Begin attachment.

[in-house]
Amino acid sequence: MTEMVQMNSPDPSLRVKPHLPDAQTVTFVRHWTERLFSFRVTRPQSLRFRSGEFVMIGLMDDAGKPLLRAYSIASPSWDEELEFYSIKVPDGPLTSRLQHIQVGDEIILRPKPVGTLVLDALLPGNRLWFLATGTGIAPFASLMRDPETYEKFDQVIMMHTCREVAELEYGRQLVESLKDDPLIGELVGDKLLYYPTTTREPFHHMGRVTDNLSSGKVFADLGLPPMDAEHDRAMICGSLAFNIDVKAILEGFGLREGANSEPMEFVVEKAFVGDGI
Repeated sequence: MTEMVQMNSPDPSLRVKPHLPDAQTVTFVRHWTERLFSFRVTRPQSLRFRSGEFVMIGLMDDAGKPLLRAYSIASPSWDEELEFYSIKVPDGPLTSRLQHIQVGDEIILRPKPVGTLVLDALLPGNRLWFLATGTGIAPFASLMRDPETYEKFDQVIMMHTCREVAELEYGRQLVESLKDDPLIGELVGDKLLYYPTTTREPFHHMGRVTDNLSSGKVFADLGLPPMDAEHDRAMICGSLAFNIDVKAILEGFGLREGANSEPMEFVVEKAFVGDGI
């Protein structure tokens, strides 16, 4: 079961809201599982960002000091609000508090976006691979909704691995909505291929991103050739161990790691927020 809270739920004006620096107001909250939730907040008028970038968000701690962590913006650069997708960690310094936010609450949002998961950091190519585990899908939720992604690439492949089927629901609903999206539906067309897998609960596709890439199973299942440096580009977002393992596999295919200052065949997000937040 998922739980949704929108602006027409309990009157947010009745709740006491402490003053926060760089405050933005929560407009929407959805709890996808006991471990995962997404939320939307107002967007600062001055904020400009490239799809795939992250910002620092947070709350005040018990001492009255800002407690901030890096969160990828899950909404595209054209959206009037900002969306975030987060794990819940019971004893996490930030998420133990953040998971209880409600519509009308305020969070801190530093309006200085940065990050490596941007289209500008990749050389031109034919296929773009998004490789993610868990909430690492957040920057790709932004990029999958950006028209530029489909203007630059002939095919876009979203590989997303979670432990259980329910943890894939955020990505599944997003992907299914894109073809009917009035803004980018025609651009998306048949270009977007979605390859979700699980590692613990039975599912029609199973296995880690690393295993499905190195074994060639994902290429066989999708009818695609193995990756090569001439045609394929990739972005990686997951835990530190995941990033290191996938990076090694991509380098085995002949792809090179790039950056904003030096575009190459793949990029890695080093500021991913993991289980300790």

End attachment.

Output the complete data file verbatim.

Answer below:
[in-house]
Amino acid sequence: MTEMVQMNSPDPSLRVKPHLPDAQTVTFVRHWTERLFSFRVTRPQSLRFRSGEFVMIGLMDDAGKPLLRAYSIASPSWDEELEFYSIKVPDGPLTSRLQHIQVGDEIILRPKPVGTLVLDALLPGNRLWFLATGTGIAPFASLMRDPETYEKFDQVIMMHTCREVAELEYGRQLVESLKDDPLIGELVGDKLLYYPTTTREPFHHMGRVTDNLSSGKVFADLGLPPMDAEHDRAMICGSLAFNIDVKAILEGFGLREGANSEPMEFVVEKAFVGDGI
Repeated sequence: MTEMVQMNSPDPSLRVKPHLPDAQTVTFVRHWTERLFSFRVTRPQSLRFRSGEFVMIGLMDDAGKPLLRAYSIASPSWDEELEFYSIKVPDGPLTSRLQHIQVGDEIILRPKPVGTLVLDALLPGNRLWFLATGTGIAPFASLMRDPETYEKFDQVIMMHTCREVAELEYGRQLVESLKDDPLIGELVGDKLLYYPTTTREPFHHMGRVTDNLSSGKVFADLGLPPMDAEHDRAMICGSLAFNIDVKAILEGFGLREGANSEPMEFVVEKAFVGDGI
């Protein structure tokens, strides 16, 4: 079961809201599982960002000091609000508090976006691979909704691995909505291929991103050739161990790691927020 809270739920004006620096107001909250939730907040008028970038968000701690962590913006650069997708960690310094936010609450949002998961950091190519585990899908939720992604690439492949089927629901609903999206539906067309897998609960596709890439199973299942440096580009977002393992596999295919200052065949997000937040 998922739980949704929108602006027409309990009157947010009745709740006491402490003053926060760089405050933005929560407009929407959805709890996808006991471990995962997404939320939307107002967007600062001055904020400009490239799809795939992250910002620092947070709350005040018990001492009255800002407690901030890096969160990828899950909404595209054209959206009037900002969306975030987060794990819940019971004893996490930030998420133990953040998971209880409600519509009308305020969070801190530093309006200085940065990050490596941007289209500008990749050389031109034919296929773009998004490789993610868990909430690492957040920057790709932004990029999958950006028209530029489909203007630059002939095919876009979203590989997303979670432990259980329910943890894939955020990505599944997003992907299914894109073809009917009035803004980018025609651009998306048949270009977007979605390859979700699980590692613990039975599912029609199973296995880690690393295993499905190195074994060639994902290429066989999708009818695609193995990756090569001439045609394929990739972005990686997951835990530190995941990033290191996938990076090694991509380098085995002949792809090179790039950056904003030096575009190459793949990029890695080093500021991913993991289980300790």